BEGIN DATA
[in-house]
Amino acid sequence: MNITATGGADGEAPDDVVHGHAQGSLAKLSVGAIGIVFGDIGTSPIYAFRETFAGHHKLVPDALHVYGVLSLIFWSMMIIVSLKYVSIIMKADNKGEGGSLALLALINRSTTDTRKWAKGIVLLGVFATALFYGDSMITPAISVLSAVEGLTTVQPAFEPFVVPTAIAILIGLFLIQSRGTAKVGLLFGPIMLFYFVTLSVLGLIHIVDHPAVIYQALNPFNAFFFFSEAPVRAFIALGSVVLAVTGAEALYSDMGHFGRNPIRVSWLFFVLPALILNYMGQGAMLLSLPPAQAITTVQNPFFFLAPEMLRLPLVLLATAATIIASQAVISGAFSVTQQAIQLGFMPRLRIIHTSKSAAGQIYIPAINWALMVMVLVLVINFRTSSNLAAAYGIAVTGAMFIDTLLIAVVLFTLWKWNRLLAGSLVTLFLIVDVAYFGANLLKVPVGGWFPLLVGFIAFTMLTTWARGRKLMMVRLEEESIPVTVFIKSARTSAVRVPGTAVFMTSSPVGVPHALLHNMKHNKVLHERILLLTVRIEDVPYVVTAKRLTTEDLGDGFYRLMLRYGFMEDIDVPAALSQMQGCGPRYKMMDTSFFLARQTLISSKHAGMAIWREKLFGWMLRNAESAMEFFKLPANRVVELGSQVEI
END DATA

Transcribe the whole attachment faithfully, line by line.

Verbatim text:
[in-house]
Amino acid sequence: MNITATGGADGEAPDDVVHGHAQGSLAKLSVGAIGIVFGDIGTSPIYAFRETFAGHHKLVPDALHVYGVLSLIFWSMMIIVSLKYVSIIMKADNKGEGGSLALLALINRSTTDTRKWAKGIVLLGVFATALFYGDSMITPAISVLSAVEGLTTVQPAFEPFVVPTAIAILIGLFLIQSRGTAKVGLLFGPIMLFYFVTLSVLGLIHIVDHPAVIYQALNPFNAFFFFSEAPVRAFIALGSVVLAVTGAEALYSDMGHFGRNPIRVSWLFFVLPALILNYMGQGAMLLSLPPAQAITTVQNPFFFLAPEMLRLPLVLLATAATIIASQAVISGAFSVTQQAIQLGFMPRLRIIHTSKSAAGQIYIPAINWALMVMVLVLVINFRTSSNLAAAYGIAVTGAMFIDTLLIAVVLFTLWKWNRLLAGSLVTLFLIVDVAYFGANLLKVPVGGWFPLLVGFIAFTMLTTWARGRKLMMVRLEEESIPVTVFIKSARTSAVRVPGTAVFMTSSPVGVPHALLHNMKHNKVLHERILLLTVRIEDVPYVVTAKRLTTEDLGDGFYRLMLRYGFMEDIDVPAALSQMQGCGPRYKMMDTSFFLARQTLISSKHAGMAIWREKLFGWMLRNAESAMEFFKLPANRVVELGSQVEI